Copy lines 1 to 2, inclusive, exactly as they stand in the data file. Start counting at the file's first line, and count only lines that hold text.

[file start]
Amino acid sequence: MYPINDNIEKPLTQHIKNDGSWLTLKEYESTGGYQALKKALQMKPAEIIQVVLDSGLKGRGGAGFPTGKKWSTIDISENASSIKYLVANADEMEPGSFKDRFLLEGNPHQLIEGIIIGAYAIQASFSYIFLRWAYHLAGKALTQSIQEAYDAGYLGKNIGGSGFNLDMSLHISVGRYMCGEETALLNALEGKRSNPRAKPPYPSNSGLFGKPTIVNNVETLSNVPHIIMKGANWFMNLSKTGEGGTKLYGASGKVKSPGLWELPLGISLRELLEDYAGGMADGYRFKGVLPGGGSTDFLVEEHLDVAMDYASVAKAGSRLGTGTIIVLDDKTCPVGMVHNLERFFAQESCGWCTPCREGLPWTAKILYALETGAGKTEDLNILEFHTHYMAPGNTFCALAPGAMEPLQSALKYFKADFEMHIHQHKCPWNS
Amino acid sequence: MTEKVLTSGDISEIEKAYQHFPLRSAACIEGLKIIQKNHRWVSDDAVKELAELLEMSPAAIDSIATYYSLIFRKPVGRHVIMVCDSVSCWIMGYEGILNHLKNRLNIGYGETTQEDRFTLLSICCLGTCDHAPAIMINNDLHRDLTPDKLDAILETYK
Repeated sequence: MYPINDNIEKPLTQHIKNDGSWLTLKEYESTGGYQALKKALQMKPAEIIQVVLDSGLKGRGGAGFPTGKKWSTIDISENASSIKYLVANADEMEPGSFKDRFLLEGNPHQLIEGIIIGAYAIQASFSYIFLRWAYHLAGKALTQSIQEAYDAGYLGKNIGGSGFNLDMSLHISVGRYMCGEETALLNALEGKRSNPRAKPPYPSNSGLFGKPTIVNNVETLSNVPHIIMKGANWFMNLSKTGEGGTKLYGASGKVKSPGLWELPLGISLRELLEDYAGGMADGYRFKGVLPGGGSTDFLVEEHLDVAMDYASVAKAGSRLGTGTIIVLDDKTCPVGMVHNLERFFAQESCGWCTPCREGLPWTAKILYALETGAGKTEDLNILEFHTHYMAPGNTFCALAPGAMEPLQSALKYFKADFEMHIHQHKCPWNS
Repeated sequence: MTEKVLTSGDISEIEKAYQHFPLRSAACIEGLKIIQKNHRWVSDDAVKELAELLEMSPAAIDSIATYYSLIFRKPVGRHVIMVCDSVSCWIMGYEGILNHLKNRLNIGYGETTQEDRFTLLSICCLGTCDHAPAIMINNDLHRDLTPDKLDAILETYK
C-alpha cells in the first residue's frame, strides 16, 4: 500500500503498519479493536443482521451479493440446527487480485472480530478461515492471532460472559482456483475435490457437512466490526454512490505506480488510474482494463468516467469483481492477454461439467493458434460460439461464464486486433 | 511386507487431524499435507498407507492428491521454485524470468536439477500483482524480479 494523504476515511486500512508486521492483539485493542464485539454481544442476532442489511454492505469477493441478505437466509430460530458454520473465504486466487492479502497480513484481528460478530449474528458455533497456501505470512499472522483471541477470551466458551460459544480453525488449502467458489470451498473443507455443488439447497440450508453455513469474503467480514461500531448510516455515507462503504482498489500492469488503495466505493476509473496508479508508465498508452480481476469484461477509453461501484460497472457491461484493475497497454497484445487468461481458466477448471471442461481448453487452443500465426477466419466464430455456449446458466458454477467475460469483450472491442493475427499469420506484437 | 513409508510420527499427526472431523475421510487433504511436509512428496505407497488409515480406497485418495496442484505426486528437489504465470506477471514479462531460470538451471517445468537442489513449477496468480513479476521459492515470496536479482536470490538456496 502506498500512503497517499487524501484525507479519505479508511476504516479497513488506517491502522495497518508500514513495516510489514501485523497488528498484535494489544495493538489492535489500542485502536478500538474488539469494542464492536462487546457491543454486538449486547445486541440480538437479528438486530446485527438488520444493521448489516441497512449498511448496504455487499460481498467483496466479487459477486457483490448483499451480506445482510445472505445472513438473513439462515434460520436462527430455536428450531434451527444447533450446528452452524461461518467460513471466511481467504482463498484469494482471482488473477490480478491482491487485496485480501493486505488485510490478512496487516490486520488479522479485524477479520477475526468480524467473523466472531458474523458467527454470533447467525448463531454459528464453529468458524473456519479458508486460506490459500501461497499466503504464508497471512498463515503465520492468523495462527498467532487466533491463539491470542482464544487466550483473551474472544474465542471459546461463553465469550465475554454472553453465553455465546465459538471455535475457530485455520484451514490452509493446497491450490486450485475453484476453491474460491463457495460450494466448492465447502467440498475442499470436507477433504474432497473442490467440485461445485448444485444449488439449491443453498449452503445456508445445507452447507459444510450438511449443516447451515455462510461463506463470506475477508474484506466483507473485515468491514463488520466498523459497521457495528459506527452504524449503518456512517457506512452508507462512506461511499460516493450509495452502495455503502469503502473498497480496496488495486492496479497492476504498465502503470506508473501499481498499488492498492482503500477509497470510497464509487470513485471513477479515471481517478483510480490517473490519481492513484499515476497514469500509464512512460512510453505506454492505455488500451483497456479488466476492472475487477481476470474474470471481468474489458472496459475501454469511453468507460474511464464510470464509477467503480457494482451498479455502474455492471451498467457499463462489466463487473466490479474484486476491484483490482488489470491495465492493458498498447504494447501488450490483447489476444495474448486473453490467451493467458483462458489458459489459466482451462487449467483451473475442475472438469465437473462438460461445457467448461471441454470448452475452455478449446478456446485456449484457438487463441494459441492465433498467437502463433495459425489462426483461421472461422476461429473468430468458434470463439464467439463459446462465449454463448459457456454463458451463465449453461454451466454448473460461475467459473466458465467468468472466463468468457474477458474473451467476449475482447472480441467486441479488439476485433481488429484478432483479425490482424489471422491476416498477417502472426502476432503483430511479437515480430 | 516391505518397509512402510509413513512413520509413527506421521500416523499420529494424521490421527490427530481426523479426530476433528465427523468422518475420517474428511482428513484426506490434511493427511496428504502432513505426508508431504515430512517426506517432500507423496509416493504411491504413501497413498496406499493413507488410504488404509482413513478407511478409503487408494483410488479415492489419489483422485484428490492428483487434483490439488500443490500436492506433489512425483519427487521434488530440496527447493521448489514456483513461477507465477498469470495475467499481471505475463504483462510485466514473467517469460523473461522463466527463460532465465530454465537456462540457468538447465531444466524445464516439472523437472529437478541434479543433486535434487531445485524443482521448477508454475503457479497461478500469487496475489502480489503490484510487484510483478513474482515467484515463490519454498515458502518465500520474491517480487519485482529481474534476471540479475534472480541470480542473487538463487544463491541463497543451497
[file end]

Amino acid sequence: MYPINDNIEKPLTQHIKNDGSWLTLKEYESTGGYQALKKALQMKPAEIIQVVLDSGLKGRGGAGFPTGKKWSTIDISENASSIKYLVANADEMEPGSFKDRFLLEGNPHQLIEGIIIGAYAIQASFSYIFLRWAYHLAGKALTQSIQEAYDAGYLGKNIGGSGFNLDMSLHISVGRYMCGEETALLNALEGKRSNPRAKPPYPSNSGLFGKPTIVNNVETLSNVPHIIMKGANWFMNLSKTGEGGTKLYGASGKVKSPGLWELPLGISLRELLEDYAGGMADGYRFKGVLPGGGSTDFLVEEHLDVAMDYASVAKAGSRLGTGTIIVLDDKTCPVGMVHNLERFFAQESCGWCTPCREGLPWTAKILYALETGAGKTEDLNILEFHTHYMAPGNTFCALAPGAMEPLQSALKYFKADFEMHIHQHKCPWNS
Amino acid sequence: MTEKVLTSGDISEIEKAYQHFPLRSAACIEGLKIIQKNHRWVSDDAVKELAELLEMSPAAIDSIATYYSLIFRKPVGRHVIMVCDSVSCWIMGYEGILNHLKNRLNIGYGETTQEDRFTLLSICCLGTCDHAPAIMINNDLHRDLTPDKLDAILETYK